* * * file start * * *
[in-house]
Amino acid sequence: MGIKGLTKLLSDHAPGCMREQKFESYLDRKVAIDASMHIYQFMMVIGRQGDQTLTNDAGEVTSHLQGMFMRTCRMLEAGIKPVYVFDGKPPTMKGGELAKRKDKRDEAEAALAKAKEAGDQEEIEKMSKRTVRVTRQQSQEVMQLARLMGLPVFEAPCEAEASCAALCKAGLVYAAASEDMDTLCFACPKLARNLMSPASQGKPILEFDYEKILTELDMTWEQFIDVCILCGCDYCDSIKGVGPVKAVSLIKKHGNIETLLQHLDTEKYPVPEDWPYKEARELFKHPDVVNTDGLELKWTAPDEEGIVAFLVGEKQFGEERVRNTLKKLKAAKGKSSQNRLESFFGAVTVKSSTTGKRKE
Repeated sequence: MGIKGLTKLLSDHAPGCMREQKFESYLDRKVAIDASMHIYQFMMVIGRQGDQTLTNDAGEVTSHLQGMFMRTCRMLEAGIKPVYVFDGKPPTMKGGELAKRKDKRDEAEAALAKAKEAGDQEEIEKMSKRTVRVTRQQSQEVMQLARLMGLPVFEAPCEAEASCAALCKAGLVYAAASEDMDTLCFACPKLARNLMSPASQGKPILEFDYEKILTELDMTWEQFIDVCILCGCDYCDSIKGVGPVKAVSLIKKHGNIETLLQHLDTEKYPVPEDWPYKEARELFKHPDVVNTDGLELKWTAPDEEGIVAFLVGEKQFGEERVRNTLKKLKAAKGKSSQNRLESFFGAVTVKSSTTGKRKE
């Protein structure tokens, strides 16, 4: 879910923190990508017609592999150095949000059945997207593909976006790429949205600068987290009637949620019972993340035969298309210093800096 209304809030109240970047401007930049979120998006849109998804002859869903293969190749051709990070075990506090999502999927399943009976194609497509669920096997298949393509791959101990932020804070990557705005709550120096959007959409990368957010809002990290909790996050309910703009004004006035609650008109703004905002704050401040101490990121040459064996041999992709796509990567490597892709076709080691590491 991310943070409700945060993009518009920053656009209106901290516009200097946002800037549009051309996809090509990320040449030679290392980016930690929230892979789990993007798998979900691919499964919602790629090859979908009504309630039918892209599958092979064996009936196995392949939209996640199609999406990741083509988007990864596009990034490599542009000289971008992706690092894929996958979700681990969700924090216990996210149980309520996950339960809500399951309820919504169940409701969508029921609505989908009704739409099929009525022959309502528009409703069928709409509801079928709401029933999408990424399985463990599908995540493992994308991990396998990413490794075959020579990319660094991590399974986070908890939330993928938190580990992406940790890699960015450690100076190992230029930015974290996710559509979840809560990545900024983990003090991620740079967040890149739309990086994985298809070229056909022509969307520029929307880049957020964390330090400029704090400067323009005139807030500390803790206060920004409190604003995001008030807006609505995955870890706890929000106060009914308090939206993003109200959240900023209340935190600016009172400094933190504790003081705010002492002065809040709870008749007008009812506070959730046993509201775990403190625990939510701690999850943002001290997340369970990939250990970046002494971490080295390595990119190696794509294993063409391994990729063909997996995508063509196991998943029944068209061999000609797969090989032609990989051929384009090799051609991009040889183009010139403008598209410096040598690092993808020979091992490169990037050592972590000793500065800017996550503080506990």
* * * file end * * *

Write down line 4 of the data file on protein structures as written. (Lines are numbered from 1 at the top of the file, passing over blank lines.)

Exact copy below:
């Protein structure tokens, strides 16, 4: 879910923190990508017609592999150095949000059945997207593909976006790429949205600068987290009637949620019972993340035969298309210093800096 209304809030109240970047401007930049979120998006849109998804002859869903293969190749051709990070075990506090999502999927399943009976194609497509669920096997298949393509791959101990932020804070990557705005709550120096959007959409990368957010809002990290909790996050309910703009004004006035609650008109703004905002704050401040101490990121040459064996041999992709796509990567490597892709076709080691590491 991310943070409700945060993009518009920053656009209106901290516009200097946002800037549009051309996809090509990320040449030679290392980016930690929230892979789990993007798998979900691919499964919602790629090859979908009504309630039918892209599958092979064996009936196995392949939209996640199609999406990741083509988007990864596009990034490599542009000289971008992706690092894929996958979700681990969700924090216990996210149980309520996950339960809500399951309820919504169940409701969508029921609505989908009704739409099929009525022959309502528009409703069928709409509801079928709401029933999408990424399985463990599908995540493992994308991990396998990413490794075959020579990319660094991590399974986070908890939330993928938190580990992406940790890699960015450690100076190992230029930015974290996710559509979840809560990545900024983990003090991620740079967040890149739309990086994985298809070229056909022509969307520029929307880049957020964390330090400029704090400067323009005139807030500390803790206060920004409190604003995001008030807006609505995955870890706890929000106060009914308090939206993003109200959240900023209340935190600016009172400094933190504790003081705010002492002065809040709870008749007008009812506070959730046993509201775990403190625990939510701690999850943002001290997340369970990939250990970046002494971490080295390595990119190696794509294993063409391994990729063909997996995508063509196991998943029944068209061999000609797969090989032609990989051929384009090799051609991009040889183009010139403008598209410096040598690092993808020979091992490169990037050592972590000793500065800017996550503080506990």